Texas is the second event during which the Smithfield Prime Fresh livery will adorn Almirola’s No. 10 Ford Mustang. Smithfield, a brand of Smithfield Foods, which is based approximately five hours northeast of SHR headquarters in Smithfield, Virginia, is in its seventh season with Almirola and its first with SHR. Founded in 1936, Smithfield is a leading provider of high-quality pork products, with a vast product portfolio including smoked meats, hams, bacon, sausage, ribs, and a wide variety of fresh pork cuts. Smithfield Prime Fresh Delicatessen offers customers the freshest, highest-quality deli meats without the wait.
Almirola’s most recent run at Texas last November resulted in an eighth-place finish after starting in fourth. His teammate Kevin Harvick took the win that day after finishing second in the spring Texas race, a good indication SHR’s Ford Mustangs should all be prime contenders for Sunday’s O’Reilly Auto Parts 500 victory.
Aric Almirola, Driver of the No. 10 Smithfield Prime Fresh Ford Mustang for Stewart-Haas Racing:
What have you seen so far from the new rules package?
“I think what we’ve seen so far is very typical of what happens in our sport. There are rule changes and, when we have those rule changes, there are a couple of teams that figure it out faster than anybody else and they clearly separate themselves from the rest. I think we have seen that from (Team) Penske and (Joe) Gibbs (Racing). It’s the same cars contending to win the races week in and week out at every track. When you look back to Atlanta, Vegas, Phoenix and then California, those cars were the most dominant cars. There were some other cars that showed some slight moments of speed and competitiveness but, for the vast majority of the race those weekends, those cars were the ones to beat. But all of the other teams have gone to work. They start looking at where their deficiencies are and start figuring it out and the really good teams catch up, and then we start to get more parity and you even saw that last year. Look back at last year and look at the beginning of the year. Through the first six months of the year, nobody would have picked a Penske car to win the championship. All the talk was about Gibbs and the 18 and the 78 and about Stewart-Haas Racing and the 4 car, predominantly. But then you look at the latter half of the year and Brad (Keselowski) goes on to win three races in a row, historic, big races – Darlington, Indy, the first race of the playoffs – and then Joey (Logano) wins at Martinsville and wins the championship. So, tides turn, things change, really good race teams go to work and develop and figure out what they need to go fast, and so I feel like for us at Stewart-Haas Racing, we’re in that stage right now.”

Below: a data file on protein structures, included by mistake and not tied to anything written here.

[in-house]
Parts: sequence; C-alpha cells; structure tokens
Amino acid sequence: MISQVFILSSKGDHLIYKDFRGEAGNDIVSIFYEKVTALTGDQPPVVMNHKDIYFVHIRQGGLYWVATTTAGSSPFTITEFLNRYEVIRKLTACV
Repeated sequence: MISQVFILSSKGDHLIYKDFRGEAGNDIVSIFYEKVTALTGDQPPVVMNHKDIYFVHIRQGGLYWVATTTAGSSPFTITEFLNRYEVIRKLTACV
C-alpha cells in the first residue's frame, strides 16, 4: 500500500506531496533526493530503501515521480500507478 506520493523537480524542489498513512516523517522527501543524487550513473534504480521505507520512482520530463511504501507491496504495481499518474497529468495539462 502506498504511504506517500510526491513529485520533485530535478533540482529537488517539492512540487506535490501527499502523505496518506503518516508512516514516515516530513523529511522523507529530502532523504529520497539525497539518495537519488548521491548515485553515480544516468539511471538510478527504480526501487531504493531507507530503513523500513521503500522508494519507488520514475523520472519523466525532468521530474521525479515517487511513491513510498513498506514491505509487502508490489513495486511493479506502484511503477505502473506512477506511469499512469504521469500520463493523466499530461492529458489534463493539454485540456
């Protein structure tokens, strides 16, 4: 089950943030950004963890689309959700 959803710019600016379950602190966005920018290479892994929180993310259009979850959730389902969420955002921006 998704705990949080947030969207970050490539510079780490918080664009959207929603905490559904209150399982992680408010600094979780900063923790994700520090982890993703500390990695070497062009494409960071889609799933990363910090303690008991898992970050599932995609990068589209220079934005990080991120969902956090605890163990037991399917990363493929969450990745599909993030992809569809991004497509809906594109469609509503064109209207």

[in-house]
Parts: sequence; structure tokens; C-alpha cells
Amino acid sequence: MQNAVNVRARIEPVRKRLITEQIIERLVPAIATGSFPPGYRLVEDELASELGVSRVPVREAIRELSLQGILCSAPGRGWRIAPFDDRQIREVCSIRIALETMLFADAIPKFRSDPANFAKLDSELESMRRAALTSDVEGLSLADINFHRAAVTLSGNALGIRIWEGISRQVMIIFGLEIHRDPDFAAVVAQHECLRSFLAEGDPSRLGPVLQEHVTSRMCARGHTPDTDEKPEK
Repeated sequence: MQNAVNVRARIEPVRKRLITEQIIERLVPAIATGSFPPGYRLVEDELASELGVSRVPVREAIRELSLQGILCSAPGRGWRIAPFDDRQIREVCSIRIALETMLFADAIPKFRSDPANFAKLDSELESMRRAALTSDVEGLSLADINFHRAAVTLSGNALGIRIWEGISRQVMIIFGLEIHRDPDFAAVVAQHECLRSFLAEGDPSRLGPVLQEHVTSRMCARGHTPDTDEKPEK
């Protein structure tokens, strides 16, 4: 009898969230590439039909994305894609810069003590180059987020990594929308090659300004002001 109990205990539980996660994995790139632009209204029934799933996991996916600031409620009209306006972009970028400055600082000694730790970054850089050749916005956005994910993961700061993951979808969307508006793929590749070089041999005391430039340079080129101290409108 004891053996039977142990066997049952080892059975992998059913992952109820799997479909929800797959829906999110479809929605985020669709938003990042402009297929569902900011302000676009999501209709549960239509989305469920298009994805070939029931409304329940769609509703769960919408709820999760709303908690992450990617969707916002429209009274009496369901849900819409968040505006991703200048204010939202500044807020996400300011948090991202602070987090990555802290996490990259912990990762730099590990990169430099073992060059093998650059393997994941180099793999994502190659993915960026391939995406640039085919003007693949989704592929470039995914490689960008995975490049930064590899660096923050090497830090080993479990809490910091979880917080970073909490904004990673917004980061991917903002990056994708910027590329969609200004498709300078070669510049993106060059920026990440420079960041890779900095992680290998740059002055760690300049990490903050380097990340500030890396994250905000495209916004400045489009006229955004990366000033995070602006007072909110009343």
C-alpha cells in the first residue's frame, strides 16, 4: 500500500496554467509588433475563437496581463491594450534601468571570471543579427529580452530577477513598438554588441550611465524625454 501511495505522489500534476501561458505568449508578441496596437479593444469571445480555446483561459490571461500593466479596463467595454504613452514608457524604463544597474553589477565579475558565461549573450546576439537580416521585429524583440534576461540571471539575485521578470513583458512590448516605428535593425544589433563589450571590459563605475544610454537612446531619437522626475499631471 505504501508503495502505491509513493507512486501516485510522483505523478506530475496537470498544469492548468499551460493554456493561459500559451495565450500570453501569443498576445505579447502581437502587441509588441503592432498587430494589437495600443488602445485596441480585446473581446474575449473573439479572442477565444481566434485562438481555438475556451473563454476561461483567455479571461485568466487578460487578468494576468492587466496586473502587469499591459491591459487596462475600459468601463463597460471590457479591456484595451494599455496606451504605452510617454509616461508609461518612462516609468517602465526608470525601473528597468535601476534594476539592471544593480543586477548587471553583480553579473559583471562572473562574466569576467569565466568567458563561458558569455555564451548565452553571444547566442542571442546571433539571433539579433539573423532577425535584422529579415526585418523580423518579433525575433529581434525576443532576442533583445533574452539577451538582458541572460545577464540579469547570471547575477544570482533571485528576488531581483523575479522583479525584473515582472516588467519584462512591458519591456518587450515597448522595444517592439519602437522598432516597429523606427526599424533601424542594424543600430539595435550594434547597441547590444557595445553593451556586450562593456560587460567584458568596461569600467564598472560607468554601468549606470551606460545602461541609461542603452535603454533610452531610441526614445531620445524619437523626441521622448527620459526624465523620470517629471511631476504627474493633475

What is the most difficult thing to get right or figure out at Texas Motor Speedway?
“I think the most difficult thing at Texas is that it’s repaved and they changed the banking in turns one and two, and it’s just the speed you carry through the banked corner of turns three and four, and then you have to get slowed down for the flat turns one and two. That has made it very challenging. Then, the exit of turn two is very flat, so you’re carrying some speed there and the car just doesn’t have a lot of grip because there isn’t any banking.”